We’ve written extensively before about the life harboring possibilities of Jupiter’s moon, the icy Europa. The moon is believed to be the likeliest candidate in our solar system, besides our own planet, capable of supporting life. Recently, a report compiled by researchers at University of Texas at Austin, the Georgia Institute of Technology, and the Max Planck Institute for Solar System Research modeled ocean currents and patterns beneath the moon’s icy crust and found it is likely these create enough heat and energy transfer to sustain life.

Zonal flows in Europa-like ocean simulation. Image credit: University of Texas Institute for Geophysics.

Zonal flows in Europa-like ocean simulation. Image credit: University of Texas Institute for Geophysics.

Previously, scientists have relied on valuable magnotometer readings supplied by the Galileo spacecraft, which orbits Europa, to estimate how conditions are like beneath the ice. This time, the researchers took a reverse path and looked at the effects to determine the cause. Namely, attention was shifted towards disrupted ice on the moon’s surface known as chaos terrains.

“The chaos terrains, which are concentrated in Europa’s equatorial region, could result from convection in Europa’s ice shell, accelerated by heat from the ocean,” explained lead author Krista Soderlund, from the University of Texas. “The heat transfer and possible marine ice formation may be helping form diapirs, or warm compositionally buoyant plumes of ice that rise through the shell.”

A warm ocean beneath an icy moon

The scientists compiled a numerical model of Europa’s ocean circulation and found  that warm rising ocean currents near the equator and subsiding currents in latitudes closer to the poles could account for the location of chaos terrains and other features of Europa’s surface. The report follows that these patterns could help intensive natural turbulence, increasing heat transfer near the equator and initiate upwelling ice pulses that create features such as the chaos terrains. To support their reasoning, the researchers liken their conclusions to similar phenomenon observed on Earth.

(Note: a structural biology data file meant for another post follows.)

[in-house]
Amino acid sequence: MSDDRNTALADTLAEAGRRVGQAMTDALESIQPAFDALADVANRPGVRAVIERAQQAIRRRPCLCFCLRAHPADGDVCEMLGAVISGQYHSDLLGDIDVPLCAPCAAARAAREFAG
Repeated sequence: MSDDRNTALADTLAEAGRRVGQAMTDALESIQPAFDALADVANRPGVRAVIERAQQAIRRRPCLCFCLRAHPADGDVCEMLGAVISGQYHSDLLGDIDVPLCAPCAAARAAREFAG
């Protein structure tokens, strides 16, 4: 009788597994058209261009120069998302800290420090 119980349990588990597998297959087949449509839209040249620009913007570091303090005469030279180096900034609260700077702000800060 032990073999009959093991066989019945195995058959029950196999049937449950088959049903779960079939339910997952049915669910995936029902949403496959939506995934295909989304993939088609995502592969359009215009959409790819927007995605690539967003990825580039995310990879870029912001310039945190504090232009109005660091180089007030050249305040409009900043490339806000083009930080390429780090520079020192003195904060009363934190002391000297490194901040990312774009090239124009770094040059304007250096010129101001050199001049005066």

“This tells us foundational aspects of ocean physics,” notes co-author Britney Schmidt, assistant professor at the Georgia Institute of Technology. More importantly, adds Schmidt, if the study’s hypothesis is correct, it shows that Europa’s oceans are very important as a controlling influence on the surface ice shell, offering proof of the concept that ice-ocean interactions are important to Europa.

“That means more evidence that the ocean is there, that it’s active, and there are interesting interactions between the ocean and ice shell,” says Schmidt, “all of which makes us think about the possibility of life on Europa.”

When the  European Space Agency’s JUICE mission (JUpiter ICy moons Explorer) will be deployed to Europa, it will offer the necessary tools to test this hypothesis by probing into the characteristics of the ocean and ice shell through two flyby observations. NASA’s Europa Clipper mission concept, under study, would complement the view with global measurements.

Findings were reported in a paper published in the journal Nature Geoscience.

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